While additive manufacturing (AM) has become an important part of the design and production process for any number of industries, such as aerospace and dental, it is only just becoming part of public consciousness. Companies like Shapeways are fueling individual interest by offering on-demand manufacturing for everything from jewelry to cell phone cases.
Now, a new startup called Sandboxr is looking to bring the freedom of creativity offered by 3D printing into your home. Unlike Shapeways, which might be described as a general clearinghouse for 3D designs, Sandboxr wants its customers to explore the possibilities of 3D design using pre-generated CAD files that can be mixed and matched to build unique products.
In places of cell phone cases, Sandboxr is focusing on the modeling opportunities offered by AM. Users can create miniature monsters, homicidal henchmen and any other sort of character design that captures the imagination. You can almost think of the service as a home version of the work done by such companies as McFarlane Toys, which brought in $30.3 million in sales in 2011.
To assist customer creativity, the company has built a design application that has as much, or as little, depth as each user desires. Each model comes with attach points that allow a user to add to the design by attaching additional parts from Sandboxr’s library. Models can be scaled, and each has a skeleton that allows specific joints to be manipulated to create a unique pose. Alternately, the application runs an animation sequence that generates poses automatically.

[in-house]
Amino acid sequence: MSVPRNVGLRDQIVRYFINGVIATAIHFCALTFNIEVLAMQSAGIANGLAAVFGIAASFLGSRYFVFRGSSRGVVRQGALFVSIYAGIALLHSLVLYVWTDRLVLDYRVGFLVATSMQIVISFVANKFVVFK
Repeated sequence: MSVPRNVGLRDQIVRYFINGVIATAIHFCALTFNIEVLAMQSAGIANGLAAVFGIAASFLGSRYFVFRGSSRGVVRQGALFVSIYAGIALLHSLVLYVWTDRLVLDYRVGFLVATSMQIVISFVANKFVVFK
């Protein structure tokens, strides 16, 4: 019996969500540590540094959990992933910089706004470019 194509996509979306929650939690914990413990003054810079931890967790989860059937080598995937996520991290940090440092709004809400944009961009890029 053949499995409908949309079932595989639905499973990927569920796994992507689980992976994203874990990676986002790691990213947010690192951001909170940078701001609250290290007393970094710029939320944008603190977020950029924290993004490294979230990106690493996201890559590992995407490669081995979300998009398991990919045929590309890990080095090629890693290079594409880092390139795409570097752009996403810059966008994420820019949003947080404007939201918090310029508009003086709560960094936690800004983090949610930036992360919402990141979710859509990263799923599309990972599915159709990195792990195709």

Traditionally, 3D design is expensive, highly-complex, and comes with a steep learning curve. The majority of people out there just do not have access to the necessary expertise. But we’re here to change that. 3D design and animation are fun, and we’ve found a way to make them easy enough for even young kids to enjoy—and we think their technologically-challenged parents just might have some fun, too. — Sandboxr
Once a customer is happy with their creation, they order a print and the completed, full-color product is shipped to their home. Currently, Sandboxr is looking to buy more 3D printers and has launched a Kickstarter campaign to fund its expansion. I suspect that even if the campaign doesn’t generate enough interest to move the company forward, the application design might find its way to another company.
Below you’ll find a couple of videos about Sandboxr.